Judicial District of New Haven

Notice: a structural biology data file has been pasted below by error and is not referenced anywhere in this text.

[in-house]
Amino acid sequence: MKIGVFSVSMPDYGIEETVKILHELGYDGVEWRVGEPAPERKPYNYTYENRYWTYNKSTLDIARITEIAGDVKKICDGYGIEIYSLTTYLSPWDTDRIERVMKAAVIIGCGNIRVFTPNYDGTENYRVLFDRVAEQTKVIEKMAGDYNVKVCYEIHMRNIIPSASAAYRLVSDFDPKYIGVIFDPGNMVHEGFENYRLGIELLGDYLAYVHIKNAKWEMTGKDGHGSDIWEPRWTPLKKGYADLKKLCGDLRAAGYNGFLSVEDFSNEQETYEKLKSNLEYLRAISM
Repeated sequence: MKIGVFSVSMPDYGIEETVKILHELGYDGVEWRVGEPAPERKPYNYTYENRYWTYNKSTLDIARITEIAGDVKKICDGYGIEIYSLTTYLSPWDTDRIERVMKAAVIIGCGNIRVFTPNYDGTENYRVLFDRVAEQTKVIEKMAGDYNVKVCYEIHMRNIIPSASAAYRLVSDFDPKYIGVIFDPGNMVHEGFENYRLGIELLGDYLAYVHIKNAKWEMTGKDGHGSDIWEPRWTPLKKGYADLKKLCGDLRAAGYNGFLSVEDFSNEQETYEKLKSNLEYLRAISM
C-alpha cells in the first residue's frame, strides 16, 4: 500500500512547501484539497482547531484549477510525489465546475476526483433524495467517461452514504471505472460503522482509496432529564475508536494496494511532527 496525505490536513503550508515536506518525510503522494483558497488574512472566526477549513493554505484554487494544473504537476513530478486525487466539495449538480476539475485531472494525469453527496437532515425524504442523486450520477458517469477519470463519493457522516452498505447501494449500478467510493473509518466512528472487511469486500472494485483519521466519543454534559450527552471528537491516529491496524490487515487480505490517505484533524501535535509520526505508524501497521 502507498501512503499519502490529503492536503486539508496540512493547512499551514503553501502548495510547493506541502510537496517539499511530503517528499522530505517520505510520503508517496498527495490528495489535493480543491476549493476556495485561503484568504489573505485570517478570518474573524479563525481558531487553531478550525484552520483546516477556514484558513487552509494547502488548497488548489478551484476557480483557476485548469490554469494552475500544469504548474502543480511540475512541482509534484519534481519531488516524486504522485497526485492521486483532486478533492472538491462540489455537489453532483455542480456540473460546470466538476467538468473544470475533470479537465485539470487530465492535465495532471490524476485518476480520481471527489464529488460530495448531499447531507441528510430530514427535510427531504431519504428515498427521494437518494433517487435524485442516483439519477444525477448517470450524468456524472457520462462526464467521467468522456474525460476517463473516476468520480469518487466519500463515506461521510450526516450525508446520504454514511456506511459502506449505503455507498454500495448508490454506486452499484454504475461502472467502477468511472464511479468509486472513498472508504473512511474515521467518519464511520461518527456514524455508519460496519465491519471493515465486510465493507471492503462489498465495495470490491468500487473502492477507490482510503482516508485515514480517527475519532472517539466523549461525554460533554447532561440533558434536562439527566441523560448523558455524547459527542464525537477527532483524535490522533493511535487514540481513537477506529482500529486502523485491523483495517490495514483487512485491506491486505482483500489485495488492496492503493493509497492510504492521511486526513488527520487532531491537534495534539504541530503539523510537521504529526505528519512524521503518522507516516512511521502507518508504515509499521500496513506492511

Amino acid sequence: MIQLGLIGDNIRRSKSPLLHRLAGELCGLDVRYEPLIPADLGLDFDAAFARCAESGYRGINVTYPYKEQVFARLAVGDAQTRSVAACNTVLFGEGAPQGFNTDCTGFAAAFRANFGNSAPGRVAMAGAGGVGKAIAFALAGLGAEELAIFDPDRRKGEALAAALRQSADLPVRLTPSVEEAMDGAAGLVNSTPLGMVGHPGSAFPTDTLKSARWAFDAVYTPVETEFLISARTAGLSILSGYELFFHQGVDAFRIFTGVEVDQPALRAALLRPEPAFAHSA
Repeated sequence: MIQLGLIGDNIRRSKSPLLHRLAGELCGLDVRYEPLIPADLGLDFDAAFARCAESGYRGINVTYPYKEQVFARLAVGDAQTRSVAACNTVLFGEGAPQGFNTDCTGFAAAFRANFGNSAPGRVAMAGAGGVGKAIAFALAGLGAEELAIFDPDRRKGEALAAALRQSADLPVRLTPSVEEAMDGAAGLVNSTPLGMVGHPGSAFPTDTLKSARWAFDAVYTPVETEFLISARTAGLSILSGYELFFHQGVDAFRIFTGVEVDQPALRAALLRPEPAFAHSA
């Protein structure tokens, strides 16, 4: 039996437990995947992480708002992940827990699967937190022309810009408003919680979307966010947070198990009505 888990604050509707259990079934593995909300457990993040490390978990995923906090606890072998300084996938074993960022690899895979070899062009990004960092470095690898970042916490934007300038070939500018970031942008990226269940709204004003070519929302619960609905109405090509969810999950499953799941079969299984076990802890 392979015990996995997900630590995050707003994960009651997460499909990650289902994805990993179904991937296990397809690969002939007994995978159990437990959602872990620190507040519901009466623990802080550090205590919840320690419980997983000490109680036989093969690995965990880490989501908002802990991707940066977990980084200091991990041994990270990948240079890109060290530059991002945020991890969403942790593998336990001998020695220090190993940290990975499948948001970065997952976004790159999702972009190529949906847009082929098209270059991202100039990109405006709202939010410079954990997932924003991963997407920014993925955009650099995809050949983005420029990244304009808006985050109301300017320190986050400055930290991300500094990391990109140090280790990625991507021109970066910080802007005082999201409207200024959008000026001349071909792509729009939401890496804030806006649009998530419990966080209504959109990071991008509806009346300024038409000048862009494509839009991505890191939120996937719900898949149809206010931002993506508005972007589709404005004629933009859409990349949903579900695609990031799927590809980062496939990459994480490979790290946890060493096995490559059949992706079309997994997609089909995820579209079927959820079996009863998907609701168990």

Pleadings; Whether Trial Court Lacked Subject Matter Jurisdiction Due to a Failure of Service; Whether Defendants Waived Claim of Lack of Personal Jurisdiction Due to Defective Process. The plaintiff brought this action alleging that the defendants misrepresented that the property she had purchased was a corner lot. The defendants were served with a summons and complaint dated June 29, 2008, and bearing a return date of July 22, 2008, on or about June 30, 2008. On August 20, 2008, the plaintiff filed with the trial court the summons and complaint with the July 22, 2008 return date on each crossed out and the date of August 26, 2008 written in. The plaintiff also filed on that date the marshal's return of service, an amendment of process and a revised complaint dated August 12, 2008. The plaintiff's attorney indicated that he changed the return date because the marshal did not return process to him until after the sixth day preceding July 22, 2008, making it impossible for him to file it with the court six days prior to the return date as required by General Statutes 52-46a. On September 8, 2008, the defendants' counsel filed an appearance and a request to revise and, on October 24, 2008, the defendants moved to dismiss the action alleging insufficient process and a lack of personal jurisdiction. The trial court granted the motion to dismiss, reasoning that it lacked jurisdiction because there was never a return made for the June 29, 2008 summons and complaint. The plaintiff appealed and the Appellate Court (126 Conn. App. 314) reversed, finding that the trial court improperly granted the motion to dismiss. In doing so, it rejected the defendants' claim that they were never served with the documents that the plaintiff filed with the court, noting that, although the plaintiff altered the return date, the summons and complaint filed with the court were otherwise the same as those that had been served on the defendants. Ultimately, the Appellate Court ruled that the plaintiff's amendment of the return date, albeit without leave of the trial court as required by General Statutes 52-72 (a), did not deprive the trial court of subject matter jurisdiction but rather rendered the action subject to dismissal for want of personal jurisdiction over the defendants. The court held that, because the defendants did not file their motion to dismiss within thirty days after their counsel filed an appearance, they waived their opportunity to claim a lack of personal jurisdiction on the basis of defective service. The Supreme Court will address whether the Appellate Court properly determined that (1) 52-46a and 52-72 did not operate to deprive the trial court of subject matter jurisdiction, and (2) the defendants had waived any challenge to a lack of in personam jurisdiction.